Letters To The Editor

Misplaced tech priorities

I am on Teaching Media at Texas Monthly in Austin, and I couldn’t believe what I was reading when I saw “Medill classes require pricey gadgets” in The Daily. Medill needs to get a clue.

First of all – iPods? I worked at The Daily for two years, a small magazine this summer, and now I’m at a 300,000-reader magazine. I have freelance photographed and jumped though all the career-building hoops Medill prescribes. Never have I heard of journalists needing iPods or digital camcorders ($600 cannot even buy a professional-quality lens) – not even here in Texas, where I have been working with the New Media Desk on one of the most efficient, widely read magazine Web sites.

More importantly, why in God’s name is the school encouraging PCs? If anyone had asked any professional photographers, video editors, graphic designers, or even Web designers (i.e. those at texasmonthly.com), they would know that Macs are the industry standard. Period. Even writers are moving away from PCs.

If these poor freshmen are going to spend big, probably unnecessary, bucks in the first place (I know other schools that give away Adobe program packages to students for free), at least spend them in the right place.

– Chris DanzigMedill juniorFormer Daily staffer

Thumbs up to Fiske’s fight

Thumbs up to Judy Fiske for persevering in her efforts to ensure that future First Ward elections are free and fair! Thumbs down to The Daily Northwestern Editorial Board for failing to recognize that it was the NU administration – not Fiske – that disenfranchised students in the April 2005 local election by enticing some ASG leaders to participate in a scheme to win the election for Cheryl Wollin, the administration’s preferred candidate. Thumbs down to the Editorial Board for failing to understand that it is against the law in Illinois to offer valuable incentives to register to vote.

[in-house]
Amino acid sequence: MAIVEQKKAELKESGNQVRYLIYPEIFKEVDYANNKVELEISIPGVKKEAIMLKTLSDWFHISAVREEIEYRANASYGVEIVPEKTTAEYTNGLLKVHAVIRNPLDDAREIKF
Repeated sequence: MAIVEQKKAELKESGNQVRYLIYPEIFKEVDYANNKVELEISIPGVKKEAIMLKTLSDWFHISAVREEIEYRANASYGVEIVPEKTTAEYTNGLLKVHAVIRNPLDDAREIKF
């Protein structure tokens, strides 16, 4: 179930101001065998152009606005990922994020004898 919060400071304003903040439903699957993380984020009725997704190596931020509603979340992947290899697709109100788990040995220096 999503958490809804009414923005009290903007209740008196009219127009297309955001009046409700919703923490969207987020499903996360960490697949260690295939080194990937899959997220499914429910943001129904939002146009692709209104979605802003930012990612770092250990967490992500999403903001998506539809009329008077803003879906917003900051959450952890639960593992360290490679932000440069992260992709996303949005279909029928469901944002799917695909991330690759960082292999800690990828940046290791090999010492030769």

When NU offered priority housing to students to register to vote in the First Ward’s 6th Precinct and an election night party to students who proved they voted in the municipal election, it committed a felony: vote buying. The number of students who took advantage of the illegal incentives is more than enough to overturn the election.

Thumbs down to the Editorial Board for turning a blind eye to the fact that over 20 percent of the student votes in the 6th Precinct were tainted by voter fraud. That’s right – at the urging of some ASG leaders and university officials, students not eligible to vote in the First Ward election voted there anyway. Some lived outside the ward’s boundaries, some voted from addresses where they weren’t registered and some even voted using other persons’ names! There were no instances of voter fraud in the First Ward’s other five precincts or in the two student precincts in the city’s Seventh Ward.

Within the corporate culture that exists at Northwestern, it’s a virtue to stand together and defend the university against a perceived attack from the outside, but what about an attack from the inside? The Daily seems unequipped to deal with that. In 2001, a scheme to steal the First Ward election was hatched on campus to unseat incumbent alderman Art Newman. It involved the same cast of characters – Cheryl Wollin (then campaign manager for Allan Drebin), NU officials and ASG leaders. In 2005, the scheme was expanded, and this time it was successful.

If honest elections are ever going to return to the First Ward, the illegal activities on the part of the university must be challenged now. Judy Fiske is fighting for the hundreds of residents of the First Ward whose votes were legally cast and whose will was overturned on Election Day. And like it or not, if you cast your vote legally, Fiske is fighting for students, too. It isn’t Watergate, but it’s pretty close.

Maybe one of you kids sitting around that big corporate table in the Daily editorial office will read this. And maybe one of you will pay attention and realize what the real story here is. Thumbs up to that, if it happens.

– Anita RemijasEvanston resident